What Xi Jinping Got Out of His Meeting With President Joe Biden

After the meeting Xi said the doors between the two countries cannot “be closed again”.

4 min read
Hindi Female

China’s leader Xi Jinping flew into San Francisco to meet US president Joe Biden on November 15 for his first visit to the US since 2017.

The meeting, at the Asia-Pacific Economic Cooperation (Apec) conference, was slightly longer than expected, at four hours. This has been taken as a sign that the relationship between the two super powers is warming up slightly after a significantly rocky period, marked by a trade war and a Chinese spy balloon entering US airspace.

After the meeting Xi said the doors between the two countries cannot “be closed again”.

There have been some small but important steps in potentially reducing the risk of a potential cold war. Avoiding another cold war has been one of Xi’s key objectives, outlined in what has been labelled as the “Five Nos” stated at the 2021 Alaska Summit between China’s director of the Office of the Central Commission for Foreign Affairs, Yang Jiechi, and US secretary of state, Antony Blinken. Biden said after the San Francisco summit that while the China-US relationship is competitive, his responsibility is to make it “rational and manageable”.


The summit has been vital for Xi’s bid to stabilise China’s domestic situation, and potentially to gain more access to US businesses. There were signs this was paying off, with a number of important US business leaders headed to San Francisco to meet with Xi. This comes at a time of significant turmoil in the Chinese economy, which include high levels of youth unemployment and an export slump.

Xi seeks a level playing field for Chinese firms in the US, while also aiming to show foreign investors that China is still open for business and investment. In advance of the summit, Beijing has sought to win over US business leaders, who are seen as less hawkish on China than their political counterparts as well as being the primary beneficiaries of US-China trade.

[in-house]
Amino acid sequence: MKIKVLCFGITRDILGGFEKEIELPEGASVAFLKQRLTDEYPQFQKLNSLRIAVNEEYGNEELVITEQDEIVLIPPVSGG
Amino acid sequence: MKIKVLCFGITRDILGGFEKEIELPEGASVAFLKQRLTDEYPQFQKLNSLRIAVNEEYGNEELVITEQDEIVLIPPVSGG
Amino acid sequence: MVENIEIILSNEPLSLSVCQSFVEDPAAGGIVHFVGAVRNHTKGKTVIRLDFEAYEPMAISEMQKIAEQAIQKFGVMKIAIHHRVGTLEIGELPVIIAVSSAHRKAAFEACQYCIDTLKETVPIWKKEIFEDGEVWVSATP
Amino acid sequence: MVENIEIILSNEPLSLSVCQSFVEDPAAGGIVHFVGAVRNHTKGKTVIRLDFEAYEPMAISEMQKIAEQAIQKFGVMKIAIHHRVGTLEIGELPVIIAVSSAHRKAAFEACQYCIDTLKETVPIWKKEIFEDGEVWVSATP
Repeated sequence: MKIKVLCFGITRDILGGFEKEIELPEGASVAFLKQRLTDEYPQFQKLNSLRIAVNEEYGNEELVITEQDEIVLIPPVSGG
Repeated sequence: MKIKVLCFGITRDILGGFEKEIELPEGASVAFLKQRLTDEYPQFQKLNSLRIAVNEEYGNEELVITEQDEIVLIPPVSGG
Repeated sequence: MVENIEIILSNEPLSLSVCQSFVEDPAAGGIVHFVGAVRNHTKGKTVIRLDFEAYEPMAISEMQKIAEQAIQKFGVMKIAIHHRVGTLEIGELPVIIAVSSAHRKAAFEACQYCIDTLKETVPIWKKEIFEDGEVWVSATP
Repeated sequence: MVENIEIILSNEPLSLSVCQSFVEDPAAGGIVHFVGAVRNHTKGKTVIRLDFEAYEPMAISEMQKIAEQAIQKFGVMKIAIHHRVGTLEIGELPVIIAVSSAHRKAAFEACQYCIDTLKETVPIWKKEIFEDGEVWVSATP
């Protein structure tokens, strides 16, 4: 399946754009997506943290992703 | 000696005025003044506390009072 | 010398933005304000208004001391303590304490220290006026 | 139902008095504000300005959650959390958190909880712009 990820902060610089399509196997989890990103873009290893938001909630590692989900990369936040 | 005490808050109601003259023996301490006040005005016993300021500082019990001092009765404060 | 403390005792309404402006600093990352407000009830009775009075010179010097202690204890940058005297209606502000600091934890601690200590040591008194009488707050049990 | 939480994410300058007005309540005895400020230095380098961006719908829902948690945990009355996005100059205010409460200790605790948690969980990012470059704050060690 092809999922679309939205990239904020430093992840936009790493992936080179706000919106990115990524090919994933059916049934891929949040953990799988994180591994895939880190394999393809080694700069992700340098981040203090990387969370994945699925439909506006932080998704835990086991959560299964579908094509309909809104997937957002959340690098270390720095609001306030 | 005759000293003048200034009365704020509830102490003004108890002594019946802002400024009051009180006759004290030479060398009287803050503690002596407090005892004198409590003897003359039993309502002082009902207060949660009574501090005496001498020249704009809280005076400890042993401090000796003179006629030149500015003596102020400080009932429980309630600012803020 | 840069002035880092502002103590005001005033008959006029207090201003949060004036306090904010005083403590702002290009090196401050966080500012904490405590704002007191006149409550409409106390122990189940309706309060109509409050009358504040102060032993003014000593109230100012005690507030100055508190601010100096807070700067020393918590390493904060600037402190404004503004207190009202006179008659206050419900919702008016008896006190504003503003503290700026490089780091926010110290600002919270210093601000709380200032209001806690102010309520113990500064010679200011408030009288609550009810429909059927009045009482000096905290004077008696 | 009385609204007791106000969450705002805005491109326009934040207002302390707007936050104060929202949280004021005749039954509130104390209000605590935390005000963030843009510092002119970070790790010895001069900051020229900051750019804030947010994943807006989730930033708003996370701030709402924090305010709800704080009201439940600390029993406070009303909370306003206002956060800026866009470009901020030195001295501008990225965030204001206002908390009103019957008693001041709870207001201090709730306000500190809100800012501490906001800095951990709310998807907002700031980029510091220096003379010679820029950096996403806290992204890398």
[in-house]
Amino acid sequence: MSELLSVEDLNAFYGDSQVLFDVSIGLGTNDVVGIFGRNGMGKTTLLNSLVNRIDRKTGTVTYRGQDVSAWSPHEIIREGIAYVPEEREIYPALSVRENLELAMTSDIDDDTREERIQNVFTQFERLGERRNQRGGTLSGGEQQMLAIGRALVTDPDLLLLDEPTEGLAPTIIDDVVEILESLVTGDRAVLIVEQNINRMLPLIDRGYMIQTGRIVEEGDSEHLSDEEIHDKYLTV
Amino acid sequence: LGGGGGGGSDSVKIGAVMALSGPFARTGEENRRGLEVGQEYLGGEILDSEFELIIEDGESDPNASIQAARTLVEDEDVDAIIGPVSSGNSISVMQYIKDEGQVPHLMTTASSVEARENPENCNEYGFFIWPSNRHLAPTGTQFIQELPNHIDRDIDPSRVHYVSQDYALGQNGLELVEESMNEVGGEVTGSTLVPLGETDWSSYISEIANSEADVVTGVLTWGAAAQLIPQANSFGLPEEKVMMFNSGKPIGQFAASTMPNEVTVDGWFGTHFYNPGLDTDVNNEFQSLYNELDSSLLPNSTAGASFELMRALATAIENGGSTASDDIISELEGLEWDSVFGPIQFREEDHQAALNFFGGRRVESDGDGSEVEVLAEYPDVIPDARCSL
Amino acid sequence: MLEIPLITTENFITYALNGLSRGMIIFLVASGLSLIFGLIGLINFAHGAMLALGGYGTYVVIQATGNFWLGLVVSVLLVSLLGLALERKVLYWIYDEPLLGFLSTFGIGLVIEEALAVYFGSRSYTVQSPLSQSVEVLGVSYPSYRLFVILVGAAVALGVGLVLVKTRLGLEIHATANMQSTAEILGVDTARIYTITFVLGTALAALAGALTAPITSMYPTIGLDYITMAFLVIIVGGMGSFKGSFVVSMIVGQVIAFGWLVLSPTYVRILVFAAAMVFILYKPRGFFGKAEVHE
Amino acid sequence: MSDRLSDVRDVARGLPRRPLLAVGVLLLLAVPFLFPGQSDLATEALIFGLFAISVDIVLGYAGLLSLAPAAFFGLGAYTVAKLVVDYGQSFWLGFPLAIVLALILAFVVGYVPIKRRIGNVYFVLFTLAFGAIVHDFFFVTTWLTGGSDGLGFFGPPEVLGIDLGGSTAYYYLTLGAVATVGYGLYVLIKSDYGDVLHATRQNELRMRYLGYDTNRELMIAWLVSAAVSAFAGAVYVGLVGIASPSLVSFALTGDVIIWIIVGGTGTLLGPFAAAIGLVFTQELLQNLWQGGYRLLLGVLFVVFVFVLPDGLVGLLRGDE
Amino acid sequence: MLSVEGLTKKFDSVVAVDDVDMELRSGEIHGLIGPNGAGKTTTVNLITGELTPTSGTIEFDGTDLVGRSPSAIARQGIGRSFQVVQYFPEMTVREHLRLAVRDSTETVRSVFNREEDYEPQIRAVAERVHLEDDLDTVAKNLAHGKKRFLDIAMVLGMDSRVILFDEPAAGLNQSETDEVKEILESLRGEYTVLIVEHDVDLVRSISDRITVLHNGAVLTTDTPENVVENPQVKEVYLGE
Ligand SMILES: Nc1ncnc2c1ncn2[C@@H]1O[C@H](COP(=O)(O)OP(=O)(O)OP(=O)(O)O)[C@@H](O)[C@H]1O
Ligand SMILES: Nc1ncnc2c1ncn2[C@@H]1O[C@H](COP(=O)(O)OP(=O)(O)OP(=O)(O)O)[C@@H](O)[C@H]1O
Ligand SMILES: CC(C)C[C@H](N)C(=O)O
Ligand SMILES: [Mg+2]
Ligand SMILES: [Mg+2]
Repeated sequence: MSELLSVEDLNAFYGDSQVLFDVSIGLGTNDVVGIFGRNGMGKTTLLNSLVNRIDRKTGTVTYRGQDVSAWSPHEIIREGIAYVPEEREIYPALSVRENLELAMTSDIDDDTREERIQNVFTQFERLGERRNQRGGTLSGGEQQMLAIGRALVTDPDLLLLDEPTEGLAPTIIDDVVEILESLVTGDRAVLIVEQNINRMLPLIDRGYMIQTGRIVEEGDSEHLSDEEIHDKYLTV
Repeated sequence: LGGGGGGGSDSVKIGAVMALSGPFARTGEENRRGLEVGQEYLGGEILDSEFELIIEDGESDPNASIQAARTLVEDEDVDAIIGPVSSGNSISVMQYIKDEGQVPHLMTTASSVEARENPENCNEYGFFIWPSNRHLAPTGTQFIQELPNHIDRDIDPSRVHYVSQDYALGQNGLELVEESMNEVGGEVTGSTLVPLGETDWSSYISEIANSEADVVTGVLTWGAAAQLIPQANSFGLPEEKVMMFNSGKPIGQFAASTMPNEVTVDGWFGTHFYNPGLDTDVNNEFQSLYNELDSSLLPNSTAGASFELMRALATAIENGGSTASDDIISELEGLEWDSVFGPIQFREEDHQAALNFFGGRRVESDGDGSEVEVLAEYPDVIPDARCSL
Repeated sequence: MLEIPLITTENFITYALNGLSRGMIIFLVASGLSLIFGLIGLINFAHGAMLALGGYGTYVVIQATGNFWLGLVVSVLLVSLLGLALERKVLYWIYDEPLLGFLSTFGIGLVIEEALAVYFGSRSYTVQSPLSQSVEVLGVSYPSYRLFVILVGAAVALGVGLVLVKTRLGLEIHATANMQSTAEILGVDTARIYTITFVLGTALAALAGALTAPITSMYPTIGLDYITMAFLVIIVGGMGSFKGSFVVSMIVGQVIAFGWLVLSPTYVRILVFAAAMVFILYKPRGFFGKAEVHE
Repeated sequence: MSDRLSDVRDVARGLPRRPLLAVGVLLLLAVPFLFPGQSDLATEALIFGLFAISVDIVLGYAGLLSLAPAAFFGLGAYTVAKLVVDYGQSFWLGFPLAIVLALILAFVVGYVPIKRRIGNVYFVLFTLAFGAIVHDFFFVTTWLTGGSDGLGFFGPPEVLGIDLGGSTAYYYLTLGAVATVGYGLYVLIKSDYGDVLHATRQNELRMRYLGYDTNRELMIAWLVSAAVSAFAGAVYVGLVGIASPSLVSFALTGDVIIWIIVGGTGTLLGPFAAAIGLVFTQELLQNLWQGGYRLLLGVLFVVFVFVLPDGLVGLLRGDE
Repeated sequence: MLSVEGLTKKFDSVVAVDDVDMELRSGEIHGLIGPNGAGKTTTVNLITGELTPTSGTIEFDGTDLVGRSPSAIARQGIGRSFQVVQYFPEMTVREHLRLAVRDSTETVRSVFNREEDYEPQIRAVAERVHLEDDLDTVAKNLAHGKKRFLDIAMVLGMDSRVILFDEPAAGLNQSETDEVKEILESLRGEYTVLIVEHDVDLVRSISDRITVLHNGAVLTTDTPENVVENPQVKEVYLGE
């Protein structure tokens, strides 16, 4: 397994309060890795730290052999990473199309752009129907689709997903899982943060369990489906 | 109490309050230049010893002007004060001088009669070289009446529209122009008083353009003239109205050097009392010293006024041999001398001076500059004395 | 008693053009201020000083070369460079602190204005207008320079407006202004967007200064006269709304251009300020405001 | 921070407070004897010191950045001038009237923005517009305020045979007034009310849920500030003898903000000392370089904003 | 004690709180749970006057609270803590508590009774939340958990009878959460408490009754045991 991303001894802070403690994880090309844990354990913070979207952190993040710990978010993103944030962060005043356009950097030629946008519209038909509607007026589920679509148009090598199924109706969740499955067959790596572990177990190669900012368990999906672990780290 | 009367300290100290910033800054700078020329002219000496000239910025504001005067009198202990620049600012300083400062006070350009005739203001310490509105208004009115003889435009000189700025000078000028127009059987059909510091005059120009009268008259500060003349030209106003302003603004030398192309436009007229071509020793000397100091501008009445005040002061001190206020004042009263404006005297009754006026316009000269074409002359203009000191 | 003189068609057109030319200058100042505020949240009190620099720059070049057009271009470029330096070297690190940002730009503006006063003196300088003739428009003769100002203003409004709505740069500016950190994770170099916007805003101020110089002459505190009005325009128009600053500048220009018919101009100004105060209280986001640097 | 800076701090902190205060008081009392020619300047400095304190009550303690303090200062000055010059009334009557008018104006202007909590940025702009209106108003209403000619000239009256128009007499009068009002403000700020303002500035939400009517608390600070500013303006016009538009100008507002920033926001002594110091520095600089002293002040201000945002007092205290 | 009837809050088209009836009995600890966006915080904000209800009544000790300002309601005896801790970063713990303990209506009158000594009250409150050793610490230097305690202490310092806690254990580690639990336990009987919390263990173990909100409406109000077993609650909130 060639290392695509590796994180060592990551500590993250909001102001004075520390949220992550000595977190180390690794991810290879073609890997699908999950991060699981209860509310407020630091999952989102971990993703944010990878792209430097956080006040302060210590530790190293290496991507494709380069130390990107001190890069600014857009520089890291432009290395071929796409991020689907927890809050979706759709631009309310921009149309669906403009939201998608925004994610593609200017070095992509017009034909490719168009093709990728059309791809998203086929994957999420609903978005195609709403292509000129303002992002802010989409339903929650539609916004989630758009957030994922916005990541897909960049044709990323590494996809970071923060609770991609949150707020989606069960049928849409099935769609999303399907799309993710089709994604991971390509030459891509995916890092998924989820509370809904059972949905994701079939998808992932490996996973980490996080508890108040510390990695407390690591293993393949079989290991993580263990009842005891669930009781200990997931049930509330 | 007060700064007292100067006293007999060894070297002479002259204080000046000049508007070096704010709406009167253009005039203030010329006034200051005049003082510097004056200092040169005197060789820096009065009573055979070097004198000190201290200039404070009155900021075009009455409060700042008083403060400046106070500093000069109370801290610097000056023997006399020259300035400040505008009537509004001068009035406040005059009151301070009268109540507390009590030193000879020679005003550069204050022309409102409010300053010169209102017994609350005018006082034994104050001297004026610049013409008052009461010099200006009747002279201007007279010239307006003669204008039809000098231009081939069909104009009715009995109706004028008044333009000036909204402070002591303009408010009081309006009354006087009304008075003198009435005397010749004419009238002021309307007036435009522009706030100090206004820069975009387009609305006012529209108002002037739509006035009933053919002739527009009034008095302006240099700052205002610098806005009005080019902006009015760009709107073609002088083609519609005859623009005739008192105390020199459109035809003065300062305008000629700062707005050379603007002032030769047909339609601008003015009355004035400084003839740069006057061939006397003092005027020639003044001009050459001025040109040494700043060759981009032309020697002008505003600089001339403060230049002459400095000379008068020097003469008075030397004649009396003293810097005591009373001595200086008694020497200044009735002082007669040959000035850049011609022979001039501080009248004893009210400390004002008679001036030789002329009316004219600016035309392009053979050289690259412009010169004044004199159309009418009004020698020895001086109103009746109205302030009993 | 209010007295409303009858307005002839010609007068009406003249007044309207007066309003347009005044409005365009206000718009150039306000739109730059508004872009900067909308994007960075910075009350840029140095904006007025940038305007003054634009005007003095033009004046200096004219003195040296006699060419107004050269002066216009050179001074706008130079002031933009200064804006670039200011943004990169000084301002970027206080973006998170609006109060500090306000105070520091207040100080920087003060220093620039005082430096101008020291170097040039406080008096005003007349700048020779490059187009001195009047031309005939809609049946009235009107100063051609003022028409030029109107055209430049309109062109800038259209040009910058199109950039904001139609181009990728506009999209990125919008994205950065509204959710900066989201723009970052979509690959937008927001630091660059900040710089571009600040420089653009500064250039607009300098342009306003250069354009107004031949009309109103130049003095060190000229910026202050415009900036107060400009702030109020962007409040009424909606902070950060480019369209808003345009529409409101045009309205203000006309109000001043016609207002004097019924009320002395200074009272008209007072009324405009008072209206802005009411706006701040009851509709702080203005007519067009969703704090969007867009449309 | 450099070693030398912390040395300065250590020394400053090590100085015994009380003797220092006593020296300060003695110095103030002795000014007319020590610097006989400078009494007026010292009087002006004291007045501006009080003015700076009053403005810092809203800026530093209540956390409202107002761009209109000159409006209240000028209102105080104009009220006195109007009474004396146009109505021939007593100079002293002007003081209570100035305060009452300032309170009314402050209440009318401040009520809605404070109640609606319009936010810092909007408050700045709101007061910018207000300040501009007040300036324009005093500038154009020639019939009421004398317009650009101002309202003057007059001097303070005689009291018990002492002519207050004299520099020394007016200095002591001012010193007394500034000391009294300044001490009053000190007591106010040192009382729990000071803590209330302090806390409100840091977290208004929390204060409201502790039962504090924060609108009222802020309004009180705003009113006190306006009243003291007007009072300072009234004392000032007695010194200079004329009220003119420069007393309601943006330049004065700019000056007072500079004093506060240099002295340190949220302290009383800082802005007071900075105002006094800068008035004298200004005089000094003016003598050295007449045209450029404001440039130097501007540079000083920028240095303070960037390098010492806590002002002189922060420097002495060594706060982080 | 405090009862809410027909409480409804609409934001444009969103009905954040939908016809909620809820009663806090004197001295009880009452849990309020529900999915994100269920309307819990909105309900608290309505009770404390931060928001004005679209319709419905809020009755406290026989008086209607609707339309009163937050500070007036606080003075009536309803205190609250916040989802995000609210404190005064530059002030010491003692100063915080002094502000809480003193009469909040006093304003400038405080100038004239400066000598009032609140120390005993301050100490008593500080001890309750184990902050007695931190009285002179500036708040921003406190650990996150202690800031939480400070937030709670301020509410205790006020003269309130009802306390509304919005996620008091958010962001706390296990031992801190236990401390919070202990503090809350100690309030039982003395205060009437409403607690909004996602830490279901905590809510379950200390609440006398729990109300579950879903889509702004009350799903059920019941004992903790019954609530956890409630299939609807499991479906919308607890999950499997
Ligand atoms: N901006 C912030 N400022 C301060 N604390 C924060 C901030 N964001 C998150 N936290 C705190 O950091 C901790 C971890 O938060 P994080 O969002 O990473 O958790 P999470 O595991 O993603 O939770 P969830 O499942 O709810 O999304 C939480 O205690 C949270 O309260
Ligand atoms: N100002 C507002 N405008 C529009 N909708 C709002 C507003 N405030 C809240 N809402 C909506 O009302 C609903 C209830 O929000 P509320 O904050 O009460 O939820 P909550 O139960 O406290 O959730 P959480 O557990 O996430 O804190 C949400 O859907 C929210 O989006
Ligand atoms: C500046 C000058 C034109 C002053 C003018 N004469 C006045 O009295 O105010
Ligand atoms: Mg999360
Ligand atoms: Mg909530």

This was demonstrated by the visits of Microsoft’s Bill Gates and Apple’s Tim Cook to China earlier in 2023, where they received a bigger reception that many heads of state. China views the trade tensions between the US and itself as having adverse effects on US businesses too, which it hopes it can use to lobby Washington to moderate its stance towards Beijing. As a result, winning over business leaders such as Cook and Gates is just as important as convincing political leaders such as Biden.


This summit can also be seen as furthering Beijing’s efforts to improve its relationships with many western nations, underlined also by the visit of the Australian prime minister, Anthony Albanese, to Beijing on November 4 2023. This marks a departure from its earlier aggressive foreign policy stance dubbed “wolf warrior” diplomacy. The way the summit has unfolded may have been a sign that China doesn’t want further confrontation with the west right now.

Biden’s statement that Washington does not support full Taiwanese independence, while still being concerned about Chinese military intervention on the self-governing island gives Xi a bit more breathing space to focus elsewhere, perhaps de-escalating tension between the two over the long-term future for Taiwan.